ideas banner

Fixing Can be Fun


Life + Learning

  • Woman using a drill to put together a set of drawers

Shaun, Hespeler | January 4, 2021

Don’t let it scare you, fixing can be fun (and we can help!)

People that know me are often surprised that I do a lot of my own home and car repairs.  I guess the macho construction worker image doesn’t mix well with that of the quiet, bookish librarian.  I am very much the quiet and bookish librarian, but I also fix stuff.  One doesn’t have to be overtly macho to be a fixer.  Anyone can learn, and it’s not as big a deal as you might think. 

There are plenty of talented trades-people out there who excel at fixing things.  I’m not writing for them.  I’m writing for us normies - regular folks who dream about changing our own brake pads, installing a new faucet in the bathroom, or putting up shelves in the living room, but are hesitant to move forward.  I’m here to tell you that you can do it and Idea Exchange can help.  Who knows?  You might even have fun.

In my experience, regular folks avoid doing their own repair work because they are either too busy, don’t have the financial resources, or are intimidated and don’t know where to start.  While I can’t presume to speak to your finances, especially in these uncertain times, I can say it is usually cheaper to fix things on your own than replace them.  And I think it goes without saying we have more free-time on our hands now than ever before.  That just leaves the intimidation factor to deal with. 

That brings us to home improvement shows – a major influence on peoples’ perception of home improvement, and a minor annoyance of mine.   On the one hand, they introduce people to new concepts, ideas, and techniques which a lot of people find inspiring.  However, they often mis-represent the time, labour, and costs involved in even minor projects.  They usually have a large crew of experienced trades-people working in the background taking care of the less exciting tasks and making things seem faster and easier than they really are. They also tend to operate on larger budgets than most people can afford.  No wonder us newbies get intimidated.  Without a huge budget, lots of time, and a team of experts to rely on, a first-time fixer can easily be overwhelmed.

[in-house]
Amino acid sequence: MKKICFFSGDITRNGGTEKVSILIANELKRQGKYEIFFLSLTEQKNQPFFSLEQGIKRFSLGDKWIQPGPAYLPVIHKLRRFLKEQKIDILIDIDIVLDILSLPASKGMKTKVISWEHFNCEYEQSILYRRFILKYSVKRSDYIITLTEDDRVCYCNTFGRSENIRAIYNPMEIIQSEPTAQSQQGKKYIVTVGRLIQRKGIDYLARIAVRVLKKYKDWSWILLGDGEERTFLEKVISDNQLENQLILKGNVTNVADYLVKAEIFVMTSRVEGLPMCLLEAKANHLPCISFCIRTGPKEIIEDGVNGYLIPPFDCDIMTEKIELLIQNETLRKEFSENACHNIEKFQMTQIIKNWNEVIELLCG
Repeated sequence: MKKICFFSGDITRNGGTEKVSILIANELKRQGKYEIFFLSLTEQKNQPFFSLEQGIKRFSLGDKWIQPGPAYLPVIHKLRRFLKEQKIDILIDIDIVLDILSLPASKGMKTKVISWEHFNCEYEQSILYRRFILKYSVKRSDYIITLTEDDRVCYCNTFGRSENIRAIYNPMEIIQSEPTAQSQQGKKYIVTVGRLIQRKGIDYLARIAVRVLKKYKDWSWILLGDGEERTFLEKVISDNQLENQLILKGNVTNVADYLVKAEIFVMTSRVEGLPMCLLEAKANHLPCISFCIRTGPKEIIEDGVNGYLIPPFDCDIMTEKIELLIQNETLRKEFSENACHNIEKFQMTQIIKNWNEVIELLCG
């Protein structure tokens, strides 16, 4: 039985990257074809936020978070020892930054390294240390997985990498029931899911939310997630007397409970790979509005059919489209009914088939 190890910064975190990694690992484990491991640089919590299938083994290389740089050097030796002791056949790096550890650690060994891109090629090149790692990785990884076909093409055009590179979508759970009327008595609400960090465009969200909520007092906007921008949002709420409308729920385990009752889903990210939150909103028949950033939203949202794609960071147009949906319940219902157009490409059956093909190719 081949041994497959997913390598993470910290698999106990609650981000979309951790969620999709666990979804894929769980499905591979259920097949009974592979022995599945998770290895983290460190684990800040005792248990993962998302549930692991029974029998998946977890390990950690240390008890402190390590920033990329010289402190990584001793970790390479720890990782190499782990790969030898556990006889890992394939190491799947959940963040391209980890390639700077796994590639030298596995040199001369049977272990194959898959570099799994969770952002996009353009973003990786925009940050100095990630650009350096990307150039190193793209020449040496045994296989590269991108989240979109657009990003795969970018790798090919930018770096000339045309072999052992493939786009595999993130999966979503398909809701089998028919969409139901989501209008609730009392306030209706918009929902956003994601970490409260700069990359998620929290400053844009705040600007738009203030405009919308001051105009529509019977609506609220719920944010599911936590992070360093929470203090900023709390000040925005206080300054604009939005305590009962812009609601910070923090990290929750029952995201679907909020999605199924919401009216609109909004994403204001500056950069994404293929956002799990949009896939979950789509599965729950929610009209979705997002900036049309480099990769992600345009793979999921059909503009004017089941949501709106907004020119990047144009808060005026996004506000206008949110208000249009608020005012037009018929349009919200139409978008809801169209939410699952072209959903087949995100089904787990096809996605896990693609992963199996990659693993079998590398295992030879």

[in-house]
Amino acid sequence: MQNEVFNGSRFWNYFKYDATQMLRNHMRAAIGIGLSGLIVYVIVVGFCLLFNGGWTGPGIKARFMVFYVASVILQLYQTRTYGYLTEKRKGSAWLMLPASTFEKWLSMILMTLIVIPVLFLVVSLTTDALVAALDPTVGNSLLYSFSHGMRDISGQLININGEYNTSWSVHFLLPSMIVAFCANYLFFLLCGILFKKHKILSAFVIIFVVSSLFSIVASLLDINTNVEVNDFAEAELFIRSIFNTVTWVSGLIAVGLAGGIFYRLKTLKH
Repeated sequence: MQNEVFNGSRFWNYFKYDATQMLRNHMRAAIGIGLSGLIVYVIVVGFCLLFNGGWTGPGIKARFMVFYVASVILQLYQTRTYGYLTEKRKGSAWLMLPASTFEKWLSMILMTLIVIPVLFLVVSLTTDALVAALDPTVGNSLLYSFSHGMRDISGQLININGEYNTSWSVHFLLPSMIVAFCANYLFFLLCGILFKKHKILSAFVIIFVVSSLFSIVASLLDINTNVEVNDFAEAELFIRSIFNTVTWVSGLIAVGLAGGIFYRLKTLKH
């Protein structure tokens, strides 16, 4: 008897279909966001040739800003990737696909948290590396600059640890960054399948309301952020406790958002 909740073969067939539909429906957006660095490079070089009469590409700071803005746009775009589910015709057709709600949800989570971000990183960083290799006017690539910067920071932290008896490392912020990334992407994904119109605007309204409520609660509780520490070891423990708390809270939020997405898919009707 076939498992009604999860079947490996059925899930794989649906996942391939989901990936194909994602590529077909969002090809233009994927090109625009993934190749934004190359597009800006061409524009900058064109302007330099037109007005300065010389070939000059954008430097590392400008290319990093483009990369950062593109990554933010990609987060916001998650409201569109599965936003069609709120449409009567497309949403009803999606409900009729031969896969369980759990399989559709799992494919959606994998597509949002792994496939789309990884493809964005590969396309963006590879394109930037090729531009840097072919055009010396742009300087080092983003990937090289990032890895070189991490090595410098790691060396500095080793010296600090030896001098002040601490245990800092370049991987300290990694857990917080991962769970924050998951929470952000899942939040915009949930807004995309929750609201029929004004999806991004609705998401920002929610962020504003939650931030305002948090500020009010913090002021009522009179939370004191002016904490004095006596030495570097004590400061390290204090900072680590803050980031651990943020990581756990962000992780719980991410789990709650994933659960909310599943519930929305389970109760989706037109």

My advice is to ignore what you see on TV.  Start small, go slow, and check in with experts if you have questions.  Over time you’ll get the hang of it, even if you struggle at first, I promise.  Even if you make mistakes, you still learn from them.  I’m not a natural at this kind of thing.  To be honest, I’d say I’m pretty average, I’ve just slowly, through much trial and error, built up a set of skills that makes me (mostly) competent.  If I can do it, so can you.  Seriously.  If you have ever met me, you’d understand.  I’ve got more in common with the McKenzie Brothers than the Property Brothers. 

This is where Idea Exchange becomes a handy resource.  We are all about life-long learning here.  We have staff dedicated to helping people better themselves no matter what their skill or confidence level, judgement free.  Also, we’re really quite nice.  If you think you might want to learn more about fixing things, come and see us.  We offer a number of excellent resources for the would-be handyperson:

  • We offer a large variety of books on fixing things, like this one on How to Fix Anything
  • We also offer access to digital copies many popular magazines such as Family Handyman through our RBdigital collection.
  • If you are interested in auto repair, check out the Automotive Topic Guide.  I’d recommend checking out one of my favourite databases: Auto Repair Source.
  • We even have some tools you can borrow available at our Preston Branch
  • We have an excellent database of journals and expert magazines available.  Why databases and not just Google?  Databases are information-focussed.  You don’t have to sift through a bunch of junk to get a reliable information.
  • In addition to a number of print and digital resources, Idea Exchange continues to offer many repair and maker-based programs, when you can learn new skills from experts and connect with like-minded folks, including Preston’s popular Repair Café.  COVID has put many of them on hold for now, but keep checking in with us, when this is all over you can bet we will be back with better programs than ever.